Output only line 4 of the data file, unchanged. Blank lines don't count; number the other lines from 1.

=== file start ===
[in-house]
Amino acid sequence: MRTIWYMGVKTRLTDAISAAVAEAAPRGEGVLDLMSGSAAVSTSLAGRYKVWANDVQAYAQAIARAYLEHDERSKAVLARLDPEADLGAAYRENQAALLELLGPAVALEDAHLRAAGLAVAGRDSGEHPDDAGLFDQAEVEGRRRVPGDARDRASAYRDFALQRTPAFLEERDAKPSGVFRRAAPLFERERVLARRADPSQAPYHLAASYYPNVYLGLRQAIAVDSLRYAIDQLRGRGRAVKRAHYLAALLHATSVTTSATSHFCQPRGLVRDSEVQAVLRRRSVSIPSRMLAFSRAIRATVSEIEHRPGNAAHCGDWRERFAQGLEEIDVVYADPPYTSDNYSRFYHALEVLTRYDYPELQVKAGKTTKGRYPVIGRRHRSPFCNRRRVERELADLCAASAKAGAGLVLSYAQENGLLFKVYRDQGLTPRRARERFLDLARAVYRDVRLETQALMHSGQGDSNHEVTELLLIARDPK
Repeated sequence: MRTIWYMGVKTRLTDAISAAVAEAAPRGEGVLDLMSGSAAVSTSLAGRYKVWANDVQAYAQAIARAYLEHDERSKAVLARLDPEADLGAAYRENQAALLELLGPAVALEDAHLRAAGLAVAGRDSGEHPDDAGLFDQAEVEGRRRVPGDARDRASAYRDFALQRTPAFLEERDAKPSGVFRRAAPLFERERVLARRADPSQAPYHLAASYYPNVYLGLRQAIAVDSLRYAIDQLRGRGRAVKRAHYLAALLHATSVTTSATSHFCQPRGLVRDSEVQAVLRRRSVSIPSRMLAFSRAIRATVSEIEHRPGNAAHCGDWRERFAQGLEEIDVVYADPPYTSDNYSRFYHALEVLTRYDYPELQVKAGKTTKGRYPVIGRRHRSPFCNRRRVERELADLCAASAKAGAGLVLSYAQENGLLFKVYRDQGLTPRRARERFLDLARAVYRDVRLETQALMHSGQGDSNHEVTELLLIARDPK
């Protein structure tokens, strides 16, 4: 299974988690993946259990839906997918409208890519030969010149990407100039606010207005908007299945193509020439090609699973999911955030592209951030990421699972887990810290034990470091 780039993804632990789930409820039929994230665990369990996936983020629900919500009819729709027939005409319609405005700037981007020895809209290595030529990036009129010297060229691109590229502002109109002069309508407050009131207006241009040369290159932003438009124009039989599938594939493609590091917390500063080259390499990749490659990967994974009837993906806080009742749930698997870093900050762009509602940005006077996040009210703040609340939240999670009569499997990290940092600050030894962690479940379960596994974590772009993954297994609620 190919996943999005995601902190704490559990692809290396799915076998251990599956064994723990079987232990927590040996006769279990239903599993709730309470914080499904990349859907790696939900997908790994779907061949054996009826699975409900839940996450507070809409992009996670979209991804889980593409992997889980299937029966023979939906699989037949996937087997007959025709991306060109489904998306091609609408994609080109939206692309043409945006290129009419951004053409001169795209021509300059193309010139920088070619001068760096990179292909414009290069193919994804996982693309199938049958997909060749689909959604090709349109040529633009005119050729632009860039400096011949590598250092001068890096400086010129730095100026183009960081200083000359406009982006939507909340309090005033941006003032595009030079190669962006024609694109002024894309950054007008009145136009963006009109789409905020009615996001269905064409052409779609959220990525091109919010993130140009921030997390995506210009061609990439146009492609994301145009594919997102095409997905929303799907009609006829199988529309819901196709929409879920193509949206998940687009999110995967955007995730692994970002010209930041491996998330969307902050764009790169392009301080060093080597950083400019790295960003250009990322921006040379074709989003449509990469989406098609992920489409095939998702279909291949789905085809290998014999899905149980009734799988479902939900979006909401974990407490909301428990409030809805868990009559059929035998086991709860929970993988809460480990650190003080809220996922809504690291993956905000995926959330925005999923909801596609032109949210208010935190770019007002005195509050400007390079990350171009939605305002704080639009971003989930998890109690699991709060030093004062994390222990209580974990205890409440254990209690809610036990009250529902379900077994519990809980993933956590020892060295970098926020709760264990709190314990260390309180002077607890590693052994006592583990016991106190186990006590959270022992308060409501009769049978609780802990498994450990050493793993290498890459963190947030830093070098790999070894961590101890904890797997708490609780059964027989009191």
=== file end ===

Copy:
């Protein structure tokens, strides 16, 4: 299974988690993946259990839906997918409208890519030969010149990407100039606010207005908007299945193509020439090609699973999911955030592209951030990421699972887990810290034990470091 780039993804632990789930409820039929994230665990369990996936983020629900919500009819729709027939005409319609405005700037981007020895809209290595030529990036009129010297060229691109590229502002109109002069309508407050009131207006241009040369290159932003438009124009039989599938594939493609590091917390500063080259390499990749490659990967994974009837993906806080009742749930698997870093900050762009509602940005006077996040009210703040609340939240999670009569499997990290940092600050030894962690479940379960596994974590772009993954297994609620 190919996943999005995601902190704490559990692809290396799915076998251990599956064994723990079987232990927590040996006769279990239903599993709730309470914080499904990349859907790696939900997908790994779907061949054996009826699975409900839940996450507070809409992009996670979209991804889980593409992997889980299937029966023979939906699989037949996937087997007959025709991306060109489904998306091609609408994609080109939206692309043409945006290129009419951004053409001169795209021509300059193309010139920088070619001068760096990179292909414009290069193919994804996982693309199938049958997909060749689909959604090709349109040529633009005119050729632009860039400096011949590598250092001068890096400086010129730095100026183009960081200083000359406009982006939507909340309090005033941006003032595009030079190669962006024609694109002024894309950054007008009145136009963006009109789409905020009615996001269905064409052409779609959220990525091109919010993130140009921030997390995506210009061609990439146009492609994301145009594919997102095409997905929303799907009609006829199988529309819901196709929409879920193509949206998940687009999110995967955007995730692994970002010209930041491996998330969307902050764009790169392009301080060093080597950083400019790295960003250009990322921006040379074709989003449509990469989406098609992920489409095939998702279909291949789905085809290998014999899905149980009734799988479902939900979006909401974990407490909301428990409030809805868990009559059929035998086991709860929970993988809460480990650190003080809220996922809504690291993956905000995926959330925005999923909801596609032109949210208010935190770019007002005195509050400007390079990350171009939605305002704080639009971003989930998890109690699991709060030093004062994390222990209580974990205890409440254990209690809610036990009250529902379900077994519990809980993933956590020892060295970098926020709760264990709190314990260390309180002077607890590693052994006592583990016991106190186990006590959270022992308060409501009769049978609780802990498994450990050493793993290498890459963190947030830093070098790999070894961590101890904890797997708490609780059964027989009191």